in all metropolitan dailies. The existence of this special circumstance justifies this Court to exercise its inherent power to suspend its
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rules. In the words of the revered Mr. Justice Abad Santos in the case of C. Vda. de Ordoveza v. Raymundo, "it is always in the power
of the court [Supreme Court] to suspend its rules or to except a particular case from its operation, whenever the purposes of justice
require it...".

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Respondents likewise urge dismissal of the petition on ground of laches. Considerable stress is laid on the fact that while said search
warrants were issued on December 7, 1982, the instant petition impugning the same was filed only on June 16, 1983 or after the lapse
of a period of more than six [6] months.
Laches is failure or negligence for an unreasonable and unexplained length of time to do that which, by exercising due diligence, could
or should have been done earlier. It is negligence or omission to assert a right within a reasonable time, warranting a presumption that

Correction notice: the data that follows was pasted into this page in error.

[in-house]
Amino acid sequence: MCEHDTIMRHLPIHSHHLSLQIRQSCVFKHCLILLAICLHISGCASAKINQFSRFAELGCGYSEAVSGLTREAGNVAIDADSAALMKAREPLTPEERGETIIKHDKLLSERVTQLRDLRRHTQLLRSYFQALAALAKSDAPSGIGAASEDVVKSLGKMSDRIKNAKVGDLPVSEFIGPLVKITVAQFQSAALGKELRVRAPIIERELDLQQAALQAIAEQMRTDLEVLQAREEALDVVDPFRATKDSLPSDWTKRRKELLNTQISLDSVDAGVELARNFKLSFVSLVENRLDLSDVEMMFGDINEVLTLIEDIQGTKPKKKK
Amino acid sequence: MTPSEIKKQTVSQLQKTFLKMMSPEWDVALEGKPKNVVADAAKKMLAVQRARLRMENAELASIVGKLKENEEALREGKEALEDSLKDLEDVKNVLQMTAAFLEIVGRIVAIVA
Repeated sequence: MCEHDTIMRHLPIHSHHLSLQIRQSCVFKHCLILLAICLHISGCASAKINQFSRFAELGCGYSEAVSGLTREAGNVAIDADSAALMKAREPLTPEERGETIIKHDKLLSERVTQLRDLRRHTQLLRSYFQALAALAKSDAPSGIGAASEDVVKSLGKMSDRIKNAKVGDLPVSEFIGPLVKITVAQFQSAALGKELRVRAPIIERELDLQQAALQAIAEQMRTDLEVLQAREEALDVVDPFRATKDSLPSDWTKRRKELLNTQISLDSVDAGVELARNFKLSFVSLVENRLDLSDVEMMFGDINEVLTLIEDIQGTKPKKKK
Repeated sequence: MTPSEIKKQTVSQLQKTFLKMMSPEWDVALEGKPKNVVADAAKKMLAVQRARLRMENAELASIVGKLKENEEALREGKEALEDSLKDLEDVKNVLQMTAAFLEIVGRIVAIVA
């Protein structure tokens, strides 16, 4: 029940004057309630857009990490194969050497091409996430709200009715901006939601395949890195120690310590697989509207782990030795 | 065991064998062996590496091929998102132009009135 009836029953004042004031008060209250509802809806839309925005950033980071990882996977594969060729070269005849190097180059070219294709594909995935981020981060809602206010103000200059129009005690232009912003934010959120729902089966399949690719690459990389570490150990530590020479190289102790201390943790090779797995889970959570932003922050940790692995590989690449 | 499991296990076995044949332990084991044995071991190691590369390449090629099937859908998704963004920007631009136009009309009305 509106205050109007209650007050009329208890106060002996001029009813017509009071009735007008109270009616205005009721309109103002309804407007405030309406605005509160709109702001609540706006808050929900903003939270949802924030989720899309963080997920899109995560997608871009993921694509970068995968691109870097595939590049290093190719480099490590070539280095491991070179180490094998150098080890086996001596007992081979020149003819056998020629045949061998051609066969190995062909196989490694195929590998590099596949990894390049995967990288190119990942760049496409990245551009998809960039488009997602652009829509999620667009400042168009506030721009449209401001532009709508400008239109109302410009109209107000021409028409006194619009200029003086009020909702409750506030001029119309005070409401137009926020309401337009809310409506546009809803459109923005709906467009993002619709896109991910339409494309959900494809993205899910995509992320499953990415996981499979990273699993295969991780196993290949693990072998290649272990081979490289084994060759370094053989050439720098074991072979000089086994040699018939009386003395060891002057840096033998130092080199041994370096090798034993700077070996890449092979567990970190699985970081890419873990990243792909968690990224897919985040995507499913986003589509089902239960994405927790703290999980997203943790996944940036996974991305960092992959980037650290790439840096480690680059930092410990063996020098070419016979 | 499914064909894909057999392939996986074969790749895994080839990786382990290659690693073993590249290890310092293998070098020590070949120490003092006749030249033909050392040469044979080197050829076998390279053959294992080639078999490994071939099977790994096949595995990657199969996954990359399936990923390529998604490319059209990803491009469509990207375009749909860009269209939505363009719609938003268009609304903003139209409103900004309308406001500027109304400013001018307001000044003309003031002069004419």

the party entitled to assert it either has abandoned it or declined to assert it.

Petitioners, in their Consolidated Reply, explained the reason for the delay in the filing of the petition thus:
Respondents should not find fault, as they now do [p. 1, Answer, p. 3, Manifestation] with the fact that the Petition
was filed on June 16, 1983, more than half a year after the petitioners' premises had been raided.
The climate of the times has given petitioners no other choice. If they had waited this long to bring their case to
court, it was because they tried at first to exhaust other remedies. The events of the past eleven fill years had
taught them that everything in this country, from release of public funds to release of detained persons from
custody, has become a matter of executive benevolence or largesse
Hence, as soon as they could, petitioners, upon suggestion of persons close to the President, like Fiscal Flaminiano,
sent a letter to President Marcos, through counsel Antonio Coronet asking the return at least of the printing
equipment and vehicles. And after such a letter had been sent, through Col. Balbino V. Diego, Chief Intelligence and
Legal Officer of the Presidential Security Command, they were further encouraged to hope that the latter would
yield the desired results.
After waiting in vain for five [5] months, petitioners finally decided to come to Court. [pp. 123-124, Rollo]
Although the reason given by petitioners may not be flattering to our judicial system, We find no ground to punish or chastise them for
an error in judgment. On the contrary, the extrajudicial efforts exerted by petitioners quite evidently negate the presumption that they
had abandoned their right to the possession of the seized property, thereby refuting the charge of laches against them.
Respondents also submit the theory that since petitioner Jose Burgos, Jr. had used and marked as evidence some of the seized